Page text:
I am continuing to read and reflect on Elizabeth Johnson’s Ask the Beasts.
When I was in seminary long ago I had to read the medieval theologian, Duns Scotus. I had no clue what he was trying to say and pretty much faked my way through an oral presentation about him. Maybe I should have tried harder.
Johnson sets Duns Scotus’ view of the work of Christ over against that of Anselm and most of the western tradition. That tradition says that Christ died for our sins. It, therefore, excludes nature and the cosmos from redemption. Yet there are a number of passages in the New Testament (Colossians 1:15-20, Romans 8:18-25, Ephesians 1:10, Revelation 5:13 and 21:5) that talk about “the whole creation”, “all things”, or “every creature” being redeemed.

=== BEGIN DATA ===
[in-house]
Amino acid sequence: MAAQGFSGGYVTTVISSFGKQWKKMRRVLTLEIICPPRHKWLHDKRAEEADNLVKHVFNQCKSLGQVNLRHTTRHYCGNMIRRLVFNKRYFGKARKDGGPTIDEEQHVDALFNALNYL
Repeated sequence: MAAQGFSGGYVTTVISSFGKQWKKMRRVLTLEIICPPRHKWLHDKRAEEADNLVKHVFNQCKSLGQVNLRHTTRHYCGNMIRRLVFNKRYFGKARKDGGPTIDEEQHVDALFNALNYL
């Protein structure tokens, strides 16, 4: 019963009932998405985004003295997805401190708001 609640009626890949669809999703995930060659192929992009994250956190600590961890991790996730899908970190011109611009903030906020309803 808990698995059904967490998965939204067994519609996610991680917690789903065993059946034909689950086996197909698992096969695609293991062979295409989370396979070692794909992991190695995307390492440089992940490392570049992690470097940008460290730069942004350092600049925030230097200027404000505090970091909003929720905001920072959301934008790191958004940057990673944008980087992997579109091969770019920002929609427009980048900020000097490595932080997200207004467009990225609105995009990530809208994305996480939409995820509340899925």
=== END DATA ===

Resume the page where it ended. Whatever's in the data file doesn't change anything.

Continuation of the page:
According to Johnson, Duns Scotus did not connect redemption directly to human sin. Christ would have come even if humans…
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